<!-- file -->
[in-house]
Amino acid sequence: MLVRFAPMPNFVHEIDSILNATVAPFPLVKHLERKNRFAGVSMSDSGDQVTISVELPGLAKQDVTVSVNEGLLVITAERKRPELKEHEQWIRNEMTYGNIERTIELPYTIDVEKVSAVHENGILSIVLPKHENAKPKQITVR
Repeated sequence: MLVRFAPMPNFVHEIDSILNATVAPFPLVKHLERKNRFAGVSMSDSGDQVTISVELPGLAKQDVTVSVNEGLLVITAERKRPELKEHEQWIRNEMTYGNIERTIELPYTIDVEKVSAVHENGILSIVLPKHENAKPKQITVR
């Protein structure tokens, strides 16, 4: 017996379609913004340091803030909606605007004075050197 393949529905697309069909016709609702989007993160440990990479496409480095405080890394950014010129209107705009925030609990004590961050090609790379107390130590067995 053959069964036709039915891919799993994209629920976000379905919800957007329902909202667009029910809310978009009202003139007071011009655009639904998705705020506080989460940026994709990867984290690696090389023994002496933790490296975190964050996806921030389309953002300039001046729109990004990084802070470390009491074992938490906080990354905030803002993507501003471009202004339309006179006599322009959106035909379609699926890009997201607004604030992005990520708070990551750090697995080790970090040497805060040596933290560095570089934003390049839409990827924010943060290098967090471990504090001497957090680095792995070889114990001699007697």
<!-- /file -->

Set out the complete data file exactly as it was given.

[in-house]
Amino acid sequence: MLVRFAPMPNFVHEIDSILNATVAPFPLVKHLERKNRFAGVSMSDSGDQVTISVELPGLAKQDVTVSVNEGLLVITAERKRPELKEHEQWIRNEMTYGNIERTIELPYTIDVEKVSAVHENGILSIVLPKHENAKPKQITVR
Repeated sequence: MLVRFAPMPNFVHEIDSILNATVAPFPLVKHLERKNRFAGVSMSDSGDQVTISVELPGLAKQDVTVSVNEGLLVITAERKRPELKEHEQWIRNEMTYGNIERTIELPYTIDVEKVSAVHENGILSIVLPKHENAKPKQITVR
């Protein structure tokens, strides 16, 4: 017996379609913004340091803030909606605007004075050197 393949529905697309069909016709609702989007993160440990990479496409480095405080890394950014010129209107705009925030609990004590961050090609790379107390130590067995 053959069964036709039915891919799993994209629920976000379905919800957007329902909202667009029910809310978009009202003139007071011009655009639904998705705020506080989460940026994709990867984290690696090389023994002496933790490296975190964050996806921030389309953002300039001046729109990004990084802070470390009491074992938490906080990354905030803002993507501003471009202004339309006179006599322009959106035909379609699926890009997201607004604030992005990520708070990551750090697995080790970090040497805060040596933290560095570089934003390049839409990827924010943060290098967090471990504090001497957090680095792995070889114990001699007697």